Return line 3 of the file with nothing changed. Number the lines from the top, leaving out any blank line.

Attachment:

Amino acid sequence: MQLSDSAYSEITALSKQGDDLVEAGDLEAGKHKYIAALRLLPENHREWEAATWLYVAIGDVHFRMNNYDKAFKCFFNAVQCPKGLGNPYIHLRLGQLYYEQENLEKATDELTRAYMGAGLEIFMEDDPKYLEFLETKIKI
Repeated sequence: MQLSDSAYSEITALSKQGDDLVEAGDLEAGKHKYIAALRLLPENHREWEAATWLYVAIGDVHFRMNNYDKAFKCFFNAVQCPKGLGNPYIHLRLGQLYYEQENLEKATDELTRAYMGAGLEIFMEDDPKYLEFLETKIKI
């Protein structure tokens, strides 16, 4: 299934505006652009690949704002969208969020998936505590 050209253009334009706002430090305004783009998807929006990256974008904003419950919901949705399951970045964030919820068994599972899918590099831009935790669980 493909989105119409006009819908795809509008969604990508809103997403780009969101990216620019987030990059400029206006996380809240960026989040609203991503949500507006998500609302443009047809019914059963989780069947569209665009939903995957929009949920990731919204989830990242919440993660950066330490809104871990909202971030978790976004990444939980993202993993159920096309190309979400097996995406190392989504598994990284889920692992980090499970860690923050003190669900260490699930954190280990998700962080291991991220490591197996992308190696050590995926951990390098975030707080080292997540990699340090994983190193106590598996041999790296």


């Protein structure tokens, strides 16, 4: 299934505006652009690949704002969208969020998936505590 050209253009334009706002430090305004783009998807929006990256974008904003419950919901949705399951970045964030919820068994599972899918590099831009935790669980 493909989105119409006009819908795809509008969604990508809103997403780009969101990216620019987030990059400029206006996380809240960026989040609203991503949500507006998500609302443009047809019914059963989780069947569209665009939903995957929009949920990731919204989830990242919440993660950066330490809104871990909202971030978790976004990444939980993202993993159920096309190309979400097996995406190392989504598994990284889920692992980090499970860690923050003190669900260490699930954190280990998700962080291991991220490591197996992308190696050590995926951990390098975030707080080292997540990699340090994983190193106590598996041999790296």